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Home / Entertainment / Sparkling performances, loud angst and quiet rebellion define Dolly Kitty Aur Woh Chamakte Sitare

Sparkling performances, loud angst and quiet rebellion define Dolly Kitty Aur Woh Chamakte Sitare

For both, however, the half-finished structures stand as a tangible reflection of their half-realised dreams
Dolly Kitty Aur Woh Chamakte Sitare ultimately works on the back of the two women in the middle. Women who have each others’ backs, women who wrest agency from the men, women who assert themselves by saying, “Thak gaye hum muskurate muskurate’

Priyanka Roy    |     |   Published 20.09.20, 06:04 PM

Half-constructed buildings — their unfinished edifices holding out both hope and heralding heartbreak — is a running metaphor in Dolly Kitty Aur Woh Chamakte Sitare. Symbolically, they may stand for new beginnings, but in the case of the film’s protagonists — Dolly and Kitty — they mean different things. One loses her entire life savings after being duped into buying one, the other loses her virginity in another. For both, however, the half-finished structures stand as a tangible reflection of their half-realised dreams. The setting, significantly, is Greater Noida, the face of a rapidly developing India on the surface, but where women are still unable to walk the streets alone at night. At one point, a character, living proudly in a bubble of patriarchy and prejudice, describes it as “the new Shanghai”.

Almost everyone in Dolly Kitty Aur Woh Chamakte Sitare lives in a bubble. Dolly (Konkona Sensharma), a seemingly happy mother of two (“Main bahut santusht hoon,” she keeps repeating through the film, mostly to convince herself) , fights shy of acknowledging that husband Amit (Aamir Bashir) has more than just a roving eye. When Kajal aka Kitty (Bhumi Pednekar), Dolly’s cousin from small-town Bihar who lands up at her doorstep to make a living in the big city, tells her that Amit has been making unwelcome overtures towards her, Dolly embarrassingly laughs it off saying that it’s Kitty’s “raging hormones” at play. Kitty, herself often talks about being “confused”, wanting to break free and carve her own corner but makes life decisions that end up shackling her even further. Both women are in search of their respective “chamakte sitare”, but the road ahead is fraught with patriarchy, moral policing, sexual stereotyping and gender bias.

Dolly Kitty Aur Woh Chamakte Sitare is, in a way, a companion piece to its director Alankrita Shrivastava’s clutter-breaking breakout film Lipstick Under My Burkha. Like the women there, Dolly and Kitty crave agency and ownership of their sexual freedom. Shrivastava, like the protagonists of her celebrated 2017 film, portrays Dolly and Kitty as flawed women, shining through their warts and all. They steal, they cheat, they live in denial. More importantly, they are competitive with each other, their dynamic largely defined as hate-hate. Until they turn into allies from adversaries and ultimately liberate each other. The film, through Dolly and Kitty, doesn’t really tom-tom a huge feminist triumph, rather it celebrates incremental victories.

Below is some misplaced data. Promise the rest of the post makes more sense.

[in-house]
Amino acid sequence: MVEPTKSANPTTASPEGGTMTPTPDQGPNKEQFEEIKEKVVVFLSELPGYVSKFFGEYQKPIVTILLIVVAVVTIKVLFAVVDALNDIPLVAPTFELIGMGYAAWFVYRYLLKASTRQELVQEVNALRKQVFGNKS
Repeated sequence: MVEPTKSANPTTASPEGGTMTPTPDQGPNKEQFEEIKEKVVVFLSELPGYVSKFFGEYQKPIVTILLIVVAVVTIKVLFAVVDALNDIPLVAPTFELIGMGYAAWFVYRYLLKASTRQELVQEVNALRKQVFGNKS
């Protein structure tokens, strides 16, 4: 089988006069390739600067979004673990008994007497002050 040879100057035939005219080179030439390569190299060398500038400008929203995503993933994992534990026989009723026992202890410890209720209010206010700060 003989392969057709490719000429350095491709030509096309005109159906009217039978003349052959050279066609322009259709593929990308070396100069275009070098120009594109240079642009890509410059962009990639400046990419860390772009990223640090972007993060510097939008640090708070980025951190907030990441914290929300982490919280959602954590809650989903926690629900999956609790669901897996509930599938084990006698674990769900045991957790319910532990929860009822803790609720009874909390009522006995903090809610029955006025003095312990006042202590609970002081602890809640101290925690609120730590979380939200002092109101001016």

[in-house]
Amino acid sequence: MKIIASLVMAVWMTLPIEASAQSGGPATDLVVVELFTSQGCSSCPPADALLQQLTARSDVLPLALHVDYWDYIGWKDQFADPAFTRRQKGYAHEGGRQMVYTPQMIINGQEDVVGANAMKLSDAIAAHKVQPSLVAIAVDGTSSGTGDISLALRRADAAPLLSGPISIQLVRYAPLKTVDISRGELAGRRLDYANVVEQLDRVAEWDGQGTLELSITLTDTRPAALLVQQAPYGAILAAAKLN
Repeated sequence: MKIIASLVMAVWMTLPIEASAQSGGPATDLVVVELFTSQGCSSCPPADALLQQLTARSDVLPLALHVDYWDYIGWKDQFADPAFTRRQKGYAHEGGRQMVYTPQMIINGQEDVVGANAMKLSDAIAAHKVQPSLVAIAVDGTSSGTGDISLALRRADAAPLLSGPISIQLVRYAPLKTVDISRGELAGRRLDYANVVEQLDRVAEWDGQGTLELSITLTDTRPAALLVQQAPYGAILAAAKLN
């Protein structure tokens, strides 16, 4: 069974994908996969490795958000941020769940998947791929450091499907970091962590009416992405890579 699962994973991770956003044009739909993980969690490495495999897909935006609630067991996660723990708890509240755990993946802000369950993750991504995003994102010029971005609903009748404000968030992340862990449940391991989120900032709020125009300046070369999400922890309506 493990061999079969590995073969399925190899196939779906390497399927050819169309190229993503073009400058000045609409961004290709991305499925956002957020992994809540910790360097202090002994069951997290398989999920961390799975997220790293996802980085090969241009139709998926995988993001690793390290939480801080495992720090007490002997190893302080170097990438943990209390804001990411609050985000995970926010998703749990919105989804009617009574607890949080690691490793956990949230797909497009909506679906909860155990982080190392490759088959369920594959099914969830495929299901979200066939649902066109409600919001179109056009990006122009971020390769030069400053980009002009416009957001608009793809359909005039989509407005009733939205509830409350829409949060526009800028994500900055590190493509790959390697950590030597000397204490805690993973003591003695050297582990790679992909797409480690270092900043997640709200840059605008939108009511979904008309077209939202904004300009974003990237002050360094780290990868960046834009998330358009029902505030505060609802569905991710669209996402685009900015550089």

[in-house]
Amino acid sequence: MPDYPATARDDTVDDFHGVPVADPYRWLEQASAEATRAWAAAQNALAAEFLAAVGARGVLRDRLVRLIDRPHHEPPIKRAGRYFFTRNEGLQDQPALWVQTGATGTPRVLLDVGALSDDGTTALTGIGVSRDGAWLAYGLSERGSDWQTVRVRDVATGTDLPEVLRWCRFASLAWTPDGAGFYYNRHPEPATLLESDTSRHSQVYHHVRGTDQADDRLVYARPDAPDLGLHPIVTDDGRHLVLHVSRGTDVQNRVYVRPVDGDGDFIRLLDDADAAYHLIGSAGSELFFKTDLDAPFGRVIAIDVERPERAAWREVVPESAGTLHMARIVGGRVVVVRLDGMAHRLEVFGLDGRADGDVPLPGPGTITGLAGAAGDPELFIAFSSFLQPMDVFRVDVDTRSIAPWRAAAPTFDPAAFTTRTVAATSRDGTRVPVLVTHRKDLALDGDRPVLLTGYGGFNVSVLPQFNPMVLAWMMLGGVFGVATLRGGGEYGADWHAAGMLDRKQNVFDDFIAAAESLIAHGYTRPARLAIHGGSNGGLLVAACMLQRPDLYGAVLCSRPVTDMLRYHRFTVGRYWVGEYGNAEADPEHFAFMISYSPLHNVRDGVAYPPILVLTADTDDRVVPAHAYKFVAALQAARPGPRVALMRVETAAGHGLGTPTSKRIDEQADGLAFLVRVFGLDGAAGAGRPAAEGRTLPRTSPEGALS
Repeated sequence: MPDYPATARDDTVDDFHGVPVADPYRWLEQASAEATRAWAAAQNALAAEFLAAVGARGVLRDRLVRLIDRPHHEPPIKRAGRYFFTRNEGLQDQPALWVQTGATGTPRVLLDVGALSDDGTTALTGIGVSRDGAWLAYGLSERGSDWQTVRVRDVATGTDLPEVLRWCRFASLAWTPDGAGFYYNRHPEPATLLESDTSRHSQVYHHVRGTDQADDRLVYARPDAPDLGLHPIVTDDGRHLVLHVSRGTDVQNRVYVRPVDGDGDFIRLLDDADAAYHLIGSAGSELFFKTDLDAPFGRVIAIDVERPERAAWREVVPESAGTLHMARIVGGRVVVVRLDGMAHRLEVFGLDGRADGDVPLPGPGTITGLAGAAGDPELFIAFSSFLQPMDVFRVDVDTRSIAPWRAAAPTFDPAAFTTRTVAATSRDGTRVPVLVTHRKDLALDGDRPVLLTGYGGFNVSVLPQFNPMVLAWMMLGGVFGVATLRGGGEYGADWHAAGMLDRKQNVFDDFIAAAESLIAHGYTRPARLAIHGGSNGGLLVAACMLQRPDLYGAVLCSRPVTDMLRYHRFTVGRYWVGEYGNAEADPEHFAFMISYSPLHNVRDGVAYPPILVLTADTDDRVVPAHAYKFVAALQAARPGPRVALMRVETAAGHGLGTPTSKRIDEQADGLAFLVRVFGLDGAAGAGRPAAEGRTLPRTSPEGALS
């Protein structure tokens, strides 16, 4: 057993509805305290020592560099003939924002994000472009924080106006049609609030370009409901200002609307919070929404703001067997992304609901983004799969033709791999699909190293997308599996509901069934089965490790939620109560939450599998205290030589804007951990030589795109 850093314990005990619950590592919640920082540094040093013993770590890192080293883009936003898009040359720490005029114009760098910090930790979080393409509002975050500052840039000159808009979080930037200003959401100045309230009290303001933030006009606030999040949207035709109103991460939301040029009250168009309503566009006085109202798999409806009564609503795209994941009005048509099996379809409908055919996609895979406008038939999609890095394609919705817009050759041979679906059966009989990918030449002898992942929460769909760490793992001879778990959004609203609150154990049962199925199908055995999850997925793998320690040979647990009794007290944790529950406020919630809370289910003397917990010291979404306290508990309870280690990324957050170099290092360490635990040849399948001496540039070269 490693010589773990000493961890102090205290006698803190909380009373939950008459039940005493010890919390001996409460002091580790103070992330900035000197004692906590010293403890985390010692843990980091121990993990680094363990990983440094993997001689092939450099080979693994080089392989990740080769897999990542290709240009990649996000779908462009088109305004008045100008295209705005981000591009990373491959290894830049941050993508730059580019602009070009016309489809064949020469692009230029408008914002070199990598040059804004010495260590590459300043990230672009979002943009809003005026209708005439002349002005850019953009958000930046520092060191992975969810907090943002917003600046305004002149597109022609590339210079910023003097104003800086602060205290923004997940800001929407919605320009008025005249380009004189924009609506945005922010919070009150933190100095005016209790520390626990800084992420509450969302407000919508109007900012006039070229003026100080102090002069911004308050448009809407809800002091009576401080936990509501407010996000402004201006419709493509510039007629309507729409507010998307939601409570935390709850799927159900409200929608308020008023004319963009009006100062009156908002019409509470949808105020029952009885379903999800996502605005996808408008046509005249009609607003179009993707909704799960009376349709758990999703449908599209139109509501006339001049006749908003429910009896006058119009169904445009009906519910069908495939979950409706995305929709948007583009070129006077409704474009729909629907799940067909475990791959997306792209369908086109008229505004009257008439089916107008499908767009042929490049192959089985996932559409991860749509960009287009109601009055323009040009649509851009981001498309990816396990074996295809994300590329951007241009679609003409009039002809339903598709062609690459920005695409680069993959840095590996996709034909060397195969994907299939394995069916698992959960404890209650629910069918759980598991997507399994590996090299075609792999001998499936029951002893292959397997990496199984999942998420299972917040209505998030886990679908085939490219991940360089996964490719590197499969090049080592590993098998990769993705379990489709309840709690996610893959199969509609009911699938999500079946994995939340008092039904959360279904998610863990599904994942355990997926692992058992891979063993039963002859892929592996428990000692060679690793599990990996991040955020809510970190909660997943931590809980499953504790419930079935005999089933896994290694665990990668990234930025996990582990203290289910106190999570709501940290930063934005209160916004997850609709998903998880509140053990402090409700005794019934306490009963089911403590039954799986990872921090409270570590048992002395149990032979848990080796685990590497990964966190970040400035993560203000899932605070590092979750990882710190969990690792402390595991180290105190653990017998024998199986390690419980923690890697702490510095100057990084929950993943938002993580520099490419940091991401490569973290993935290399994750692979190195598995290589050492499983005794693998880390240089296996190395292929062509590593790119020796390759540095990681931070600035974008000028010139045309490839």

Playing out exactly at two hours, Dolly Kitty Aur Woh Chamakte Sitare immediately sucks the viewer into this world that at once feels familiar and alien. Dolly, the far more interesting woman of the two, is wily even while being free spirited, and she knows how to get things done, even if the means are sometimes dubious. Konkona is the glue around which the rest of the film, including Kitty’s coming-of-age journey, revolves and the actor, balancing the coquettish with the naive, is the primary reason why Dolly Kitty Aur Woh Chamakte Sitare, currently streaming on Netflix, needs to figure on your watchlist. In contrast, Kitty is more wide-eyed and a tad unidimensional, with Bhumi’s act probably layering Kitty more than the writing does.

As long as Dolly and Kitty are on screen together, the film sparkles. They don’t pull any punches in slut-shaming each other, but moments later, they find a common sisterhood sharing their stories of loud angst and quiet rebellion over glasses of whisky under the stars.

However, a large part of Dolly Kitty Aur Woh Chamakte Sitare plays out with Dolly and Kitty carving out individual stories, and for a film this tight in length, too many subplots and conflicts make their way in, most of which are not done justice to. Dolly’s heartbreaking scene with her estranged mother (Neelima Azeem) left us wanting more of that dynamic on screen, while her denial of her younger son’s sexual orientation isn’t given the depth it deserved. Kitty’s decisions partly being coloured by her belonging to a backward caste are superficially dealt with. The end seems almost a cop-out, where characters are conveniently put paid to, and which doesn’t really sit well with the rest of the film.

While Dolly and Kitty have to forge their own paths to self-acceptance and freedom, a few other characters also contribute to keeping the film watchable. Aamir Bashir is suitably repulsive as the misogynistic Amit, Vikrant Massey, saddled with a relatively shorter role, sinks his teeth into the deceitful Pradeep, while Amol Parashar is fittingly well-intentioned as the naive Osman.

Dolly Kitty Aur Woh Chamakte Sitare ultimately works on the back of the two women in the middle. Women who have each others’ backs, women who wrest agency from the men, women who assert themselves by saying, “Thak gaye hum muskurate muskurate”. Dolly and Kitty may not triumphantly drive themselves off a cliff like Thelma and Louise, but they sure as hell hop on to that ride of freedom. All the while looking for their chamakte sitare.

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